[UPDATE: DEADLINE 1/15] Poetic Genre and Social Imagination: Pope to Swinburne
Scholars of English and American poetry have recently called for a new historical poetics capable of analyzing relations between culture and poetic form (including meter and rhyme as well as specific verse forms like the sonnet, ottava rima, the Spenserian stanza, etc). Two approaches have dominated this conversation. The first recovers lost ways of thinking about form—in prosody manuals, recorded performance, private correspondence, newspaper reviews, and so on—and reads them back into cultural history. The second historicizes poems from the inside out, making evident social affinities and antagonisms in literary form by comparative description. These approaches begin with different premises, but both demonstrate that the conventions of twentieth-century formal analysis—foot-substitution prosody, for example—have obscured the range of formal effects that have at different times been available to poets and readers.
This conference proposes further consideration of these issues in terms of genre. Genre was one essential feature of historical poetics when Russian critic Aleksandr Veselovsky first used the term over a century ago, but its potential for a contemporary historical poetics has not been fully explored. Our focus will be Great Britain during a period of staggering poetic and social reinvention, between the ages of Pope and Swinburne (roughly 1700–1900). We are interested in the development and proliferation of genres (and subgenres) themselves, as well as the dynamics between formal and generic attributes. Most importantly, we aim to foster new ways of thinking about how form and genre relate to the broader social imaginary. Special priority will be given to papers that demonstrate this relation.
During daytime sessions, the conference will feature two-scholar panels organized by topic or theoretical approach. These presentations will be followed by a third scholar's formal response, then by open discussion. The keynote talks will be held in the afternoon. A poetry reading by Tom Leonard and Simon Jarvis will be held on Friday evening.
Please send brief proposals (no more than 300 words) for twenty-minute presentations to firstname.lastname@example.org by January 15, 2014. Some questions that papers may address include:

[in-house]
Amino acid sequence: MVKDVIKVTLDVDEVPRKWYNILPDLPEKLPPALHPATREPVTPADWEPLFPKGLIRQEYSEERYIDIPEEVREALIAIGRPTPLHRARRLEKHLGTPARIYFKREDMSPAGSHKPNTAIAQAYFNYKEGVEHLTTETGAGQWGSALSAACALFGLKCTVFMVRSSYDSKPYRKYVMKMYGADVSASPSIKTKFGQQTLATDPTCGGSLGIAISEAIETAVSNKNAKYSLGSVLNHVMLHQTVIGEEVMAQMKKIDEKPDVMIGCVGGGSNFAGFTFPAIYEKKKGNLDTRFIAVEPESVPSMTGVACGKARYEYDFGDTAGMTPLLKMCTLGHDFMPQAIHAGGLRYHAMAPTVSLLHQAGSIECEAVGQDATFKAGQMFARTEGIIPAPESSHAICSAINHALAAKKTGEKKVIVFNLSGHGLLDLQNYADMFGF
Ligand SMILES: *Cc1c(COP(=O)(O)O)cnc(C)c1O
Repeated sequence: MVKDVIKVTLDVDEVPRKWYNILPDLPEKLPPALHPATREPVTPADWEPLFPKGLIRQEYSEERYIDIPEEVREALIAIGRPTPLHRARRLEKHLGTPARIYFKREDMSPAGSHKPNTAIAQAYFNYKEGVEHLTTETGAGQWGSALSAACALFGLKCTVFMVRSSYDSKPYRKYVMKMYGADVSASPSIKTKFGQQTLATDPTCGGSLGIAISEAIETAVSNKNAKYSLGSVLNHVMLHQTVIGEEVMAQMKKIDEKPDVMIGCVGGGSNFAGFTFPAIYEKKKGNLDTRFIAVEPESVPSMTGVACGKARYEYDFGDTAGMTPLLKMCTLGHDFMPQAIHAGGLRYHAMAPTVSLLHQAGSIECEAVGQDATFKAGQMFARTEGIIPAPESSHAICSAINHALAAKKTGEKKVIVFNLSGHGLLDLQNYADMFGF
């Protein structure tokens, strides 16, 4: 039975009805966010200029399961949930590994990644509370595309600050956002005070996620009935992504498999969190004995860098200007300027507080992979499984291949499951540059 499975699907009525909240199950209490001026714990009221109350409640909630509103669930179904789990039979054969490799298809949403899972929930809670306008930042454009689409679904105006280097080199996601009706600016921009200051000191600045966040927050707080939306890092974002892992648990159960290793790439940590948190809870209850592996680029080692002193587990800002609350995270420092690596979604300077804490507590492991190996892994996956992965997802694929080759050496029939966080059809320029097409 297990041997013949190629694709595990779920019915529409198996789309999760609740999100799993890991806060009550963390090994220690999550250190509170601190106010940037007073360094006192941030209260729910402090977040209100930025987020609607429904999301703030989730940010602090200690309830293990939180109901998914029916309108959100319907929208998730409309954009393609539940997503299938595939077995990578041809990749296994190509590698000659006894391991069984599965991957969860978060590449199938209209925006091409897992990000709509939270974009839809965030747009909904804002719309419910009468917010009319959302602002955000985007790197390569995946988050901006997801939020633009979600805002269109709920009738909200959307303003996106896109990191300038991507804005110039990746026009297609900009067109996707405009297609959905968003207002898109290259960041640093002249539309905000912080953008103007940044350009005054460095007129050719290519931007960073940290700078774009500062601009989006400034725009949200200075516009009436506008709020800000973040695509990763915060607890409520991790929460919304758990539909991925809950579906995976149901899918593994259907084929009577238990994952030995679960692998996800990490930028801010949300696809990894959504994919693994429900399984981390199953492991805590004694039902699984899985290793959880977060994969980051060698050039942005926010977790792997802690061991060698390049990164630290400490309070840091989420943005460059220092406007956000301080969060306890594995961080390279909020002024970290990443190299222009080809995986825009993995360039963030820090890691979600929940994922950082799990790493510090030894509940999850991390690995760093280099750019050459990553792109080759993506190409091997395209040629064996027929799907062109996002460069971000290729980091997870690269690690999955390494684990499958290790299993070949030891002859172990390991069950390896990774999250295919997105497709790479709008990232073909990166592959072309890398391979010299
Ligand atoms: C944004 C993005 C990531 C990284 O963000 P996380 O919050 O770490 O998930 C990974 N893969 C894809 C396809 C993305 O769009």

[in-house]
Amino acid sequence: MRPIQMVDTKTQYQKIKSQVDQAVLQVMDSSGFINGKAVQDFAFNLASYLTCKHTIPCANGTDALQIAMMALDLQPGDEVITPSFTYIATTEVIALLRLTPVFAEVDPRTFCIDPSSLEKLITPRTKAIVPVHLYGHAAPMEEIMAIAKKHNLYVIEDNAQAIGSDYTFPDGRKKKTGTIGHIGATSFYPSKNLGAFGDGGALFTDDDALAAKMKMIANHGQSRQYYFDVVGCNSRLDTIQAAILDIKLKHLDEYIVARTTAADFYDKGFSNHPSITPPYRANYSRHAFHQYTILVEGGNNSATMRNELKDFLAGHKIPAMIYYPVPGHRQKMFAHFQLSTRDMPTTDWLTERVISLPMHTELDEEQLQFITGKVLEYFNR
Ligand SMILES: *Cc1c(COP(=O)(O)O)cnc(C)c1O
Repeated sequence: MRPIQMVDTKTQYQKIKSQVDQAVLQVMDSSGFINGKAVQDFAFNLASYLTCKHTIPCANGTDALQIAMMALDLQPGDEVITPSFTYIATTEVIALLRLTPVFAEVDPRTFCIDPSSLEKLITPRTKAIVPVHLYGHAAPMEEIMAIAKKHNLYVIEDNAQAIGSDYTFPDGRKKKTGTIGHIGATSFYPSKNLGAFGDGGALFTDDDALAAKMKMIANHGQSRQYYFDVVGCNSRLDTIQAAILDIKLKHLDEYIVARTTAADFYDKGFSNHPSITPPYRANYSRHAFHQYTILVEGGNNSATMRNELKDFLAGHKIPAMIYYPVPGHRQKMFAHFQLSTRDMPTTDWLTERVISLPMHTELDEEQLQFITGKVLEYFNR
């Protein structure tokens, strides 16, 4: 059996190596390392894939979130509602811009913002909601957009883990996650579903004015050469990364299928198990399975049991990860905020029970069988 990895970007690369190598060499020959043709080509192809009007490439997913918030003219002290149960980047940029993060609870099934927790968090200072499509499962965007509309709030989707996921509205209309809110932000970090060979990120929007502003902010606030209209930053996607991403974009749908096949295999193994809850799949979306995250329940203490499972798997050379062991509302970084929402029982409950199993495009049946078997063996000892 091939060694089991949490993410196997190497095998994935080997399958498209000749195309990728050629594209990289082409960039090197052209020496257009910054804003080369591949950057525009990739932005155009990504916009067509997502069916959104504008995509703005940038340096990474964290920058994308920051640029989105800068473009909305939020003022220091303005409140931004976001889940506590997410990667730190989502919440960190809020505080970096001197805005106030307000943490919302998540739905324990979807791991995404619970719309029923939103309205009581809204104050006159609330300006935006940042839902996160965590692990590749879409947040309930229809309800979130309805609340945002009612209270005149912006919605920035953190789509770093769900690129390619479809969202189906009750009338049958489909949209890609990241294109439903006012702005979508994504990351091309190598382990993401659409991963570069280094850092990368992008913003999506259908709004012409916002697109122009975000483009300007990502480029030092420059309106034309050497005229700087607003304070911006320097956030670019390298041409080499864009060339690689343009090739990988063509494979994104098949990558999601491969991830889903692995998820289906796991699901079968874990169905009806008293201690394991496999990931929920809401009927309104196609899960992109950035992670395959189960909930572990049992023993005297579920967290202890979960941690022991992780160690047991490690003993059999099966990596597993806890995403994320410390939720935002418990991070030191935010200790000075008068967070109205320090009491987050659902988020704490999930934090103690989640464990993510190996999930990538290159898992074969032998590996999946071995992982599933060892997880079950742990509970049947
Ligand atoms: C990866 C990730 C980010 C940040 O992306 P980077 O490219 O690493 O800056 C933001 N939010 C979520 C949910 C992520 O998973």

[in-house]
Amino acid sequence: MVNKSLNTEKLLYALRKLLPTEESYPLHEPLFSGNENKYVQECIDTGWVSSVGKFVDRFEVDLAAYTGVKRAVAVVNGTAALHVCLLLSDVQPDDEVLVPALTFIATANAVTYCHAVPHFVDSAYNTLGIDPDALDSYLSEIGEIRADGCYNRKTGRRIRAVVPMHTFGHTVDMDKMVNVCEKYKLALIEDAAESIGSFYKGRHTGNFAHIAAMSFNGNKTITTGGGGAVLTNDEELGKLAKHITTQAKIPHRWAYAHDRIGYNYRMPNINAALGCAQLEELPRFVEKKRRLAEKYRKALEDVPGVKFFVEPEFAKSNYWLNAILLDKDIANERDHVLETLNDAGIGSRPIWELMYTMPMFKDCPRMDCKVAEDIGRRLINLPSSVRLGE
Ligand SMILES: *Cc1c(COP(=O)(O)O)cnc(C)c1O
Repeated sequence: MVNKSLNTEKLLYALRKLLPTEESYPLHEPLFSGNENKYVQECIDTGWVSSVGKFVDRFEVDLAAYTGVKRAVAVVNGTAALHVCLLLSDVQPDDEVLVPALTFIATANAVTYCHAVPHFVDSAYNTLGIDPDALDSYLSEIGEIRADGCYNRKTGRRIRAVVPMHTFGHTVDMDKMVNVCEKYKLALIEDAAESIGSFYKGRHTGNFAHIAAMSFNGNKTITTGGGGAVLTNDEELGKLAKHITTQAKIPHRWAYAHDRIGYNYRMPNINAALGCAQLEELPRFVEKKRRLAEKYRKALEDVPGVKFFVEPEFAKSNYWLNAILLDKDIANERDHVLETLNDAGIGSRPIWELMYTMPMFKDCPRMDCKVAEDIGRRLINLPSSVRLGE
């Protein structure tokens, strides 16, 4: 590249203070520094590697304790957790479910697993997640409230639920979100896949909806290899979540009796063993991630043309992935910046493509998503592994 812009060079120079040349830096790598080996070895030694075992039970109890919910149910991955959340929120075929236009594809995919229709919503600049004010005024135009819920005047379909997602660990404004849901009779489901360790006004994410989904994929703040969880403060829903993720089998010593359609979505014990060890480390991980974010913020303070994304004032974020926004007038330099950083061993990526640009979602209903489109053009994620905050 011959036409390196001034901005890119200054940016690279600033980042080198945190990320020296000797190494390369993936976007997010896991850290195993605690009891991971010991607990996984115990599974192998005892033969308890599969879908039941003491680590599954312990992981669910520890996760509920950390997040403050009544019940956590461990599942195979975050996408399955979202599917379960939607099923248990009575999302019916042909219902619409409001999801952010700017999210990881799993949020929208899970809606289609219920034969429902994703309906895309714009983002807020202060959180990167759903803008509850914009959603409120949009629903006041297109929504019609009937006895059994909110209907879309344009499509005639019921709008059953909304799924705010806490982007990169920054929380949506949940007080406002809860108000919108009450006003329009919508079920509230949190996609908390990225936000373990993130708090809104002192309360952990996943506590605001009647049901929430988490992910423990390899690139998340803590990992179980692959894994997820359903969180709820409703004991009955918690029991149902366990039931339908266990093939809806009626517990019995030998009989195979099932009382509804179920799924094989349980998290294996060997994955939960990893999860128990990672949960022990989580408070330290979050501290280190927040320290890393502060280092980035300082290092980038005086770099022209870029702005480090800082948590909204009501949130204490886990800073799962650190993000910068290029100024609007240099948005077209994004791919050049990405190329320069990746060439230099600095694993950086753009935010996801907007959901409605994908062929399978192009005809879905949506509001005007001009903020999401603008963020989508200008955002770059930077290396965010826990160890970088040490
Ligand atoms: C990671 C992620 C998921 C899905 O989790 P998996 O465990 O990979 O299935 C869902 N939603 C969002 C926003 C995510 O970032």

How stable are the conventions of genre—the link between lyric and subjectivity, for example, or between epic and empire—over time?
What can we learn about form and genre from discussions of these topics in the period by both canonical critics (Johnson, Coleridge, Hazlitt) and the popular press?
What is the significance of imitation and translation exercises in the schools for thinking about form, genre, and class in the period?
How should we regard genres that are also metrical or formal designations (e.g., elegy)?
How do poets adapt prose genres, like the essay or the novel, for their poetic purposes? And what about the inverse? What does the adaptation do to the social or political potential of the original genre?
What does satire expose or conceal about its objects, and what are its deeper social functions?
What influence did parallel developments of poetic genre in other European countries have on genres in Great Britain?
Is nonsense verse an affirmation or a critique of poetic norms, and how (if at all) does it relate to actually existing social conditions?
What is the special status of a genre located within another genre (lyric in epic or novel; lyric or ballad in drama; epigram or epitaph in lyric or ballad)?
Is the "composite art" of figures such as Blake and Dante Gabriel Rossetti a genre unto itself?
What can study of genres for child readers tell us about social life in the period?
What is the function of genre in poetic translation? How can we understand the questions of genre that arise in the major poetic translations of the period?
How should we understand the difference, especially in social and/or class terms, between translation from classical and from modern texts?
Is the rise of coffeehouse and newspaper culture evident in the generic innovations of Pope and his contemporaries?
Was poetry in the eighteenth century closer to conversation than poetry that followed, as J. Paul Hunter has argued?
Are there unique formal features of erotic poetry (that of Swinburne, for example) that suggest a clear relation to social norms?